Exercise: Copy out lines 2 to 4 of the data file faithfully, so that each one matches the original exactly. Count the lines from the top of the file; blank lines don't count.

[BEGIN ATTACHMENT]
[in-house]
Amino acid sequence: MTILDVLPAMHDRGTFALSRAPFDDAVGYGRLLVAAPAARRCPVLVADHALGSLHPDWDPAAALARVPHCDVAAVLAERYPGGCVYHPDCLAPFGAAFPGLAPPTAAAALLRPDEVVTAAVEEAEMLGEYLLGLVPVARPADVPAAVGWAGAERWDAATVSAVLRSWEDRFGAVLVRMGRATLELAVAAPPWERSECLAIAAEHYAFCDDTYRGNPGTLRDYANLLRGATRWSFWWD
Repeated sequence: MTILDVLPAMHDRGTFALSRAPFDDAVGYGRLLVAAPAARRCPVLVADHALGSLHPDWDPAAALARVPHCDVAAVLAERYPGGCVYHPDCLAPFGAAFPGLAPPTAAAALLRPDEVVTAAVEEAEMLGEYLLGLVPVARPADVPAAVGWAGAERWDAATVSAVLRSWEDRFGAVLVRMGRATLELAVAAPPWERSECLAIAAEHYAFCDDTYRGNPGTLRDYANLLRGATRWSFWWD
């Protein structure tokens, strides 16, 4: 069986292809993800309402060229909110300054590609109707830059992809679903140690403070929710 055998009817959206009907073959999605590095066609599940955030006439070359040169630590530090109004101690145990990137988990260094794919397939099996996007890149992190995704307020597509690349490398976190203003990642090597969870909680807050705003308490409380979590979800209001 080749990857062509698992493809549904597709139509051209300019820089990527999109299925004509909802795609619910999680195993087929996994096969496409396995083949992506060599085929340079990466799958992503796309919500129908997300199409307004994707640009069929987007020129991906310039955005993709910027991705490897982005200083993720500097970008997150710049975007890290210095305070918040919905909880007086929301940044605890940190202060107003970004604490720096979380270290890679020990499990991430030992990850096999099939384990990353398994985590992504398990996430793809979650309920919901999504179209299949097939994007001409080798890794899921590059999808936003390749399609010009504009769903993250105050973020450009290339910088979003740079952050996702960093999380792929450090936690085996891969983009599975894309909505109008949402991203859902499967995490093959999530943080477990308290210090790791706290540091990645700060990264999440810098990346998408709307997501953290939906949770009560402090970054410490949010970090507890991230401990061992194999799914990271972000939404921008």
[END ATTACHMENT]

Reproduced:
Amino acid sequence: MTILDVLPAMHDRGTFALSRAPFDDAVGYGRLLVAAPAARRCPVLVADHALGSLHPDWDPAAALARVPHCDVAAVLAERYPGGCVYHPDCLAPFGAAFPGLAPPTAAAALLRPDEVVTAAVEEAEMLGEYLLGLVPVARPADVPAAVGWAGAERWDAATVSAVLRSWEDRFGAVLVRMGRATLELAVAAPPWERSECLAIAAEHYAFCDDTYRGNPGTLRDYANLLRGATRWSFWWD
Repeated sequence: MTILDVLPAMHDRGTFALSRAPFDDAVGYGRLLVAAPAARRCPVLVADHALGSLHPDWDPAAALARVPHCDVAAVLAERYPGGCVYHPDCLAPFGAAFPGLAPPTAAAALLRPDEVVTAAVEEAEMLGEYLLGLVPVARPADVPAAVGWAGAERWDAATVSAVLRSWEDRFGAVLVRMGRATLELAVAAPPWERSECLAIAAEHYAFCDDTYRGNPGTLRDYANLLRGATRWSFWWD
């Protein structure tokens, strides 16, 4: 069986292809993800309402060229909110300054590609109707830059992809679903140690403070929710 055998009817959206009907073959999605590095066609599940955030006439070359040169630590530090109004101690145990990137988990260094794919397939099996996007890149992190995704307020597509690349490398976190203003990642090597969870909680807050705003308490409380979590979800209001 080749990857062509698992493809549904597709139509051209300019820089990527999109299925004509909802795609619910999680195993087929996994096969496409396995083949992506060599085929340079990466799958992503796309919500129908997300199409307004994707640009069929987007020129991906310039955005993709910027991705490897982005200083993720500097970008997150710049975007890290210095305070918040919905909880007086929301940044605890940190202060107003970004604490720096979380270290890679020990499990991430030992990850096999099939384990990353398994985590992504398990996430793809979650309920919901999504179209299949097939994007001409080798890794899921590059999808936003390749399609010009504009769903993250105050973020450009290339910088979003740079952050996702960093999380792929450090936690085996891969983009599975894309909505109008949402991203859902499967995490093959999530943080477990308290210090790791706290540091990645700060990264999440810098990346998408709307997501953290939906949770009560402090970054410490949010970090507890991230401990061992194999799914990271972000939404921008």